VANESSA RISSETTO https://vrissettord.com/ Registered Dietitian Nutritionist, Academy of Nutrition and DieteticsCertified Dietitian Nutritionist, New York State LicenseNew York University Master's Degree in MarketingCertificate of Training in Adult Weight Management (Levels I & II), Academy of... The post 106: Understanding Nutrition with VANESSA RISSETTO MS, RD, CDN appeared first on This is Joy & Claire.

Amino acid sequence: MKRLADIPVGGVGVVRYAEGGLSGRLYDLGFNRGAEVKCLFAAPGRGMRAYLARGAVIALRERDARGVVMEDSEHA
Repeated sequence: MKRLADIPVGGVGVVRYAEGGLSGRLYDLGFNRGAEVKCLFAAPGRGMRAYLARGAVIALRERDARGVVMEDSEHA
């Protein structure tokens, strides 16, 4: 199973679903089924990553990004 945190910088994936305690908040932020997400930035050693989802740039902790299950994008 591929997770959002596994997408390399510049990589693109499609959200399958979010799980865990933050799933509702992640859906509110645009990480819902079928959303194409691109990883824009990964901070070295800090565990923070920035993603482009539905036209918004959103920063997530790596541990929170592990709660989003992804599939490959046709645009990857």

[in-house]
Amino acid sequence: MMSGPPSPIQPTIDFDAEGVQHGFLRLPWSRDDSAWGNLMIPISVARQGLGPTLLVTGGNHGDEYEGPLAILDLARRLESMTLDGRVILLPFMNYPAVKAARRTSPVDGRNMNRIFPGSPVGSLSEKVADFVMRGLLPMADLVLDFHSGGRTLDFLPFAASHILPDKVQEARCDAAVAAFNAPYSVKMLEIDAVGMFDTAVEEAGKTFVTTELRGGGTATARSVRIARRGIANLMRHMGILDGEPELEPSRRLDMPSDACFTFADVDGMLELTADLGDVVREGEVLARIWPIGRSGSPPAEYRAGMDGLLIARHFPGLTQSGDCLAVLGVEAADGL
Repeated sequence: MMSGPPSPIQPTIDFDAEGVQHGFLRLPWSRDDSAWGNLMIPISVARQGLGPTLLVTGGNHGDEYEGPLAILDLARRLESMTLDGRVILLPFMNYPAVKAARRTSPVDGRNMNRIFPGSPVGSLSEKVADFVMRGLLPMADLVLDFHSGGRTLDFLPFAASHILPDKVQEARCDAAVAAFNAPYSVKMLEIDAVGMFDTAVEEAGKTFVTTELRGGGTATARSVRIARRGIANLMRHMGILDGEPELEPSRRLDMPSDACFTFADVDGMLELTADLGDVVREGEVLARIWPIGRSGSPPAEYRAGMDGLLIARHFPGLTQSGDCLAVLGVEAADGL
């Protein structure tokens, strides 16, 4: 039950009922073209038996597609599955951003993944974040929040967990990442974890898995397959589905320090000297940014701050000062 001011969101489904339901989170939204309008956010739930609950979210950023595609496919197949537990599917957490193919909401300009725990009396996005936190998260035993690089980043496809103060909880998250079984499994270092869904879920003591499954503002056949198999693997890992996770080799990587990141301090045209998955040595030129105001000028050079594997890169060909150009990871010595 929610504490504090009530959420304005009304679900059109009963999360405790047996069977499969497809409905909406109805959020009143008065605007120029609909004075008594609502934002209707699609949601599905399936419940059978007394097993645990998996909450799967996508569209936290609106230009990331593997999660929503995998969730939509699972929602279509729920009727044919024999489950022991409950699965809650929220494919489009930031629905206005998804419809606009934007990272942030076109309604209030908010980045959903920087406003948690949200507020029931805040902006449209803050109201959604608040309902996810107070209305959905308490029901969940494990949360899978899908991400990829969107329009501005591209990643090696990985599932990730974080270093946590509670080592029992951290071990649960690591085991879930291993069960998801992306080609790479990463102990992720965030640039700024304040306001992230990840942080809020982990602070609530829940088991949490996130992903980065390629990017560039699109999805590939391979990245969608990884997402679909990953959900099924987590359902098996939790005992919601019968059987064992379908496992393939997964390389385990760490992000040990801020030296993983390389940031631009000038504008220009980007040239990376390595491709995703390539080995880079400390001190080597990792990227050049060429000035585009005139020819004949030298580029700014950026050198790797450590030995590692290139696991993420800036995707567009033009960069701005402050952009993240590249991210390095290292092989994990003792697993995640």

*Trigger Warning - if you are actively struggling with an eating disorder, this may be something to discuss with your treatment team before listening to this episode. This episode is not to be used for diagnostic purposes or in place of any form of therapy. Hi Guys and thank you for tuning into another episode of Get IN-TU-IT with Gila. Today, I interview Batya. Batya decided to keep her last name anonymous. She generously shared her eating disorder journey with us to be a resource for anyone struggling. Eating disorders never exist in a vacuum. For most people, their are many other variables that contribute to an eating disorder and create "the perfect storm" for the eating disorder to ensue. Many comorbidity's exist with eating disorders such as a diagnoses of depression, anxiety, bipolar or OCD. And this is very important to know- for so many people - the precursor for their eating disorder was actually going on a diet! I know dieting is alluring and it seems harmless but I want you to know that information before you decide to embark on a diet. Batya created a peer support group to help others who are struggling with an active eating disorder as well as those in recovery from an eating disorder. She used her pain from struggling with an eating disorder to create a way to help others. Anyone interested in joining the support group can email firstname.lastname@example.org with the subject line "Join." I asked Batya to share some resources that helped her through her eating disorder. She mentioned the following: 1. Relief - https://www.reliefhelp.org/blog/the-road-to-recovery-relief-resources-on-eating-disorders/ 2. Chazkeinu - https://chazkeinu.org/ 3. Books The book Batya referenced is Decoding Anorexia by Carrie Arnold. https://www.amazon.com/Decoding-Anorexia-Breakthroughs-Science-Disorders/dp/0415898676/ref=sr_1_1?gclid=Cj0KCQiAk4aOBhCTARIsAFWFP9Fj9evAsp8BBGyDBjeK7WQKFAr4G0M53n73qY-CTSxxmL8UsCJvWZEaAhiOEALw_wcB&hvadid=241610704058&hvdev=c&hvlocphy=1022987&hvnetw=g&hvqmt=e&hvrand=18184178650223117046&hvtargid=kwd-54799436010&hydadcr=15496_10339892&keywords=decoding+anorexia&qid=1640113116&sr=8-1 I love the book Sick Enough - https://www.amazon.com/Sick-Enough-Jennifer-L-Gaudiani/dp/0815382456/ref=tmm_pap_swatch_0?_encoding=UTF8&qid=1640113926&sr=8-1 Check out the website EDRDPRO -https://edrdpro.com/resources/ - Their are so many resource's on this website I highly recommend it for nutrition professionals as well as anyone who is looking for Eating Disorder information. If you have gained from this episode or any of my content, please leave a rating and review and share it with those who can benefit. This is how the podcast moves up on Apple Podcast and more people can hear this information. Feel free to reach out with comments, questions and any feedback at email@example.com. Have a great day and thank you for being here! -Gila Glassberg, MS, RDN, CDN, Certified Intuitive Eating Counselor If you are ready to make peace with food and never say diet again, check out my website www.gilaglassberg.com and apply for a free 20 minute clarity call. I look forward to hearing from you! https://gilaglassberg.com/scheduling/ If you'd like to learn more about what I do, follow me on Instagram @gila.glassberg.intuitiveRD. --- This episode is sponsored by · Anchor: The easiest way to make a podcast. https://anchor.fm/app